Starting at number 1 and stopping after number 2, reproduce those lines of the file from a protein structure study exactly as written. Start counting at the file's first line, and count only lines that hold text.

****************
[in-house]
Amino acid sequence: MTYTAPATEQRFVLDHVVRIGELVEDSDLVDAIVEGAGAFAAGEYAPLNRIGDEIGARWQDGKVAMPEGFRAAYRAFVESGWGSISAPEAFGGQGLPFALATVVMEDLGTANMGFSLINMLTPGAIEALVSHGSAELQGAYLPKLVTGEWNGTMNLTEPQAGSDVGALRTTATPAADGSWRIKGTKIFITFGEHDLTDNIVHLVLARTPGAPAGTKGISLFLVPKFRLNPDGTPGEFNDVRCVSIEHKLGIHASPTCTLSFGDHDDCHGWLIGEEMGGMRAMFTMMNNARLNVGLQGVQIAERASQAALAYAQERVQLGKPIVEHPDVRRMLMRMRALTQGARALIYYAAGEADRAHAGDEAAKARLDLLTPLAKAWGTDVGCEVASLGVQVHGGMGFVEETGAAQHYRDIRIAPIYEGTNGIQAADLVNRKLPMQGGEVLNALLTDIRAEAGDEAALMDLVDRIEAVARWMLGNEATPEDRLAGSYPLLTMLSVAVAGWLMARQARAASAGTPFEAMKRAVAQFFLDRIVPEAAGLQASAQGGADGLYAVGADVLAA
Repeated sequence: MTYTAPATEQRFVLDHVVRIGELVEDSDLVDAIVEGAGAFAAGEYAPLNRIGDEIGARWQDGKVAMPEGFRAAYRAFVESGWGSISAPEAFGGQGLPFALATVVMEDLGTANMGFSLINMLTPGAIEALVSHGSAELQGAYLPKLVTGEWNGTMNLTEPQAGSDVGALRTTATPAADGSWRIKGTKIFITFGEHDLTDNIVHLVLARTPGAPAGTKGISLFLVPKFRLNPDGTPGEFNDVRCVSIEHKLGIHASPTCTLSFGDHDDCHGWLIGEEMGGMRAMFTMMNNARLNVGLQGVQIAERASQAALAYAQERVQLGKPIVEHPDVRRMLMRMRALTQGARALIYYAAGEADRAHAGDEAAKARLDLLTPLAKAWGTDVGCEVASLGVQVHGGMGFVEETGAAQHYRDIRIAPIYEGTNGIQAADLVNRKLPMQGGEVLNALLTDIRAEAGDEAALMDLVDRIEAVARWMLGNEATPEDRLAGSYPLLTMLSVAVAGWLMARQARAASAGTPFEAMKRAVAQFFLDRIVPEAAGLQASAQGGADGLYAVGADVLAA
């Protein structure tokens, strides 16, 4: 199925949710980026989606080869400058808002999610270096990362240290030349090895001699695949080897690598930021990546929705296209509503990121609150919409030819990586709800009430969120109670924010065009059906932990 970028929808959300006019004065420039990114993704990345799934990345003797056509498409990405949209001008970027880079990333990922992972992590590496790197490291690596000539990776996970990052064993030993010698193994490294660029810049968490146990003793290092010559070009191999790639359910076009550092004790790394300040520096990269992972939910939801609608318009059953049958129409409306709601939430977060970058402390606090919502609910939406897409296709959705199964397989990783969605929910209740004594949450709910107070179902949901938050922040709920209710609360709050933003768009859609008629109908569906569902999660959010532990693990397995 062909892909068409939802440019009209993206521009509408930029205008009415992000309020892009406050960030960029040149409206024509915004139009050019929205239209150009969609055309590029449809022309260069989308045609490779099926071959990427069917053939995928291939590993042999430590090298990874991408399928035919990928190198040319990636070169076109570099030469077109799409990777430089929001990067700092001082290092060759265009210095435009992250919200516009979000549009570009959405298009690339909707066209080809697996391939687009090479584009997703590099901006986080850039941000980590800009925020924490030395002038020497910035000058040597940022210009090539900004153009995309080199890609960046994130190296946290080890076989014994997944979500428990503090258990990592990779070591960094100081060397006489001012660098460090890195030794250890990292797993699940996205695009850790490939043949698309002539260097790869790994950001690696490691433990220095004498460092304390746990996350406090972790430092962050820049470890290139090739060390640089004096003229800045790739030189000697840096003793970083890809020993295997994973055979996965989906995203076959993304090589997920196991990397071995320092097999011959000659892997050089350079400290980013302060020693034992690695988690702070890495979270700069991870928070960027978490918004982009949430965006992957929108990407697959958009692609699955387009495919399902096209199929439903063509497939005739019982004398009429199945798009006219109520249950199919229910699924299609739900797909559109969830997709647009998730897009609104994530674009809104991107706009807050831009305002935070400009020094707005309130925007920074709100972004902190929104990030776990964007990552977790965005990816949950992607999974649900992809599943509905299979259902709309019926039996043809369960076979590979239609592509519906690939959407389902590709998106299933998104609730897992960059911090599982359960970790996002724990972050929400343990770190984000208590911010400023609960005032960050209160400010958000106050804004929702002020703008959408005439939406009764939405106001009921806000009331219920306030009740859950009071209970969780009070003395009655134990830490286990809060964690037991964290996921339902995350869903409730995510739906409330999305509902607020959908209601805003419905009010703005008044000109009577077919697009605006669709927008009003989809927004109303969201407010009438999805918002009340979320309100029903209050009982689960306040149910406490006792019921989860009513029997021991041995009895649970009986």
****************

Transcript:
[in-house]
Amino acid sequence: MTYTAPATEQRFVLDHVVRIGELVEDSDLVDAIVEGAGAFAAGEYAPLNRIGDEIGARWQDGKVAMPEGFRAAYRAFVESGWGSISAPEAFGGQGLPFALATVVMEDLGTANMGFSLINMLTPGAIEALVSHGSAELQGAYLPKLVTGEWNGTMNLTEPQAGSDVGALRTTATPAADGSWRIKGTKIFITFGEHDLTDNIVHLVLARTPGAPAGTKGISLFLVPKFRLNPDGTPGEFNDVRCVSIEHKLGIHASPTCTLSFGDHDDCHGWLIGEEMGGMRAMFTMMNNARLNVGLQGVQIAERASQAALAYAQERVQLGKPIVEHPDVRRMLMRMRALTQGARALIYYAAGEADRAHAGDEAAKARLDLLTPLAKAWGTDVGCEVASLGVQVHGGMGFVEETGAAQHYRDIRIAPIYEGTNGIQAADLVNRKLPMQGGEVLNALLTDIRAEAGDEAALMDLVDRIEAVARWMLGNEATPEDRLAGSYPLLTMLSVAVAGWLMARQARAASAGTPFEAMKRAVAQFFLDRIVPEAAGLQASAQGGADGLYAVGADVLAA